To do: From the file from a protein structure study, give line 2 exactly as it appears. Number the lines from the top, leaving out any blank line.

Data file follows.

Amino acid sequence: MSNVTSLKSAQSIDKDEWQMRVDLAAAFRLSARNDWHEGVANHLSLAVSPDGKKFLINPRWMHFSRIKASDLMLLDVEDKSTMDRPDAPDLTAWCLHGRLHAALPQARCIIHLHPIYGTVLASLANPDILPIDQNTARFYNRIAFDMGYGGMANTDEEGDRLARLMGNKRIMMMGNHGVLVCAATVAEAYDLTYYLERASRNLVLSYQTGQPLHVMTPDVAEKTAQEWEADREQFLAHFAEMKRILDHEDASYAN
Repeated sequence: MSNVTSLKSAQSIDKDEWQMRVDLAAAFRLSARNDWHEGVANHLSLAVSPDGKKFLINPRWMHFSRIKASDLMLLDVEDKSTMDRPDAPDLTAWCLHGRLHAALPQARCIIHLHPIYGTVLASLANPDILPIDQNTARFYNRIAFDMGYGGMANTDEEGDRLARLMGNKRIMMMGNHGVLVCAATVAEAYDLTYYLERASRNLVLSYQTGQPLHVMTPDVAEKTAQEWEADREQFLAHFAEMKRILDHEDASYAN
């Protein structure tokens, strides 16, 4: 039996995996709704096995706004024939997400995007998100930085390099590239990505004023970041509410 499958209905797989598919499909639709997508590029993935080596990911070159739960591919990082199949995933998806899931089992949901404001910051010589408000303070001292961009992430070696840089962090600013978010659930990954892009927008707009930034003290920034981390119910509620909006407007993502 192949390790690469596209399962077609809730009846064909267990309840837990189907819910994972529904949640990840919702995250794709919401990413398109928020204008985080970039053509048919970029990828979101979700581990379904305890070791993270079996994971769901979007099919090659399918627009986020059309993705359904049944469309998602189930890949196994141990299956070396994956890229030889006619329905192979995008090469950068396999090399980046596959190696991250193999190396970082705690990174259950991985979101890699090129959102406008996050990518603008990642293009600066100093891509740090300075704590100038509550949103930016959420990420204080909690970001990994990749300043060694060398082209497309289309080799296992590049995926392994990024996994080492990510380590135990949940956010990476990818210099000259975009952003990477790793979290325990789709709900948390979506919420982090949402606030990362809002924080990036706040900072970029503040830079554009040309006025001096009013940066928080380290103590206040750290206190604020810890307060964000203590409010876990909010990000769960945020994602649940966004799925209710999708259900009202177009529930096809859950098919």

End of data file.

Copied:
Repeated sequence: MSNVTSLKSAQSIDKDEWQMRVDLAAAFRLSARNDWHEGVANHLSLAVSPDGKKFLINPRWMHFSRIKASDLMLLDVEDKSTMDRPDAPDLTAWCLHGRLHAALPQARCIIHLHPIYGTVLASLANPDILPIDQNTARFYNRIAFDMGYGGMANTDEEGDRLARLMGNKRIMMMGNHGVLVCAATVAEAYDLTYYLERASRNLVLSYQTGQPLHVMTPDVAEKTAQEWEADREQFLAHFAEMKRILDHEDASYAN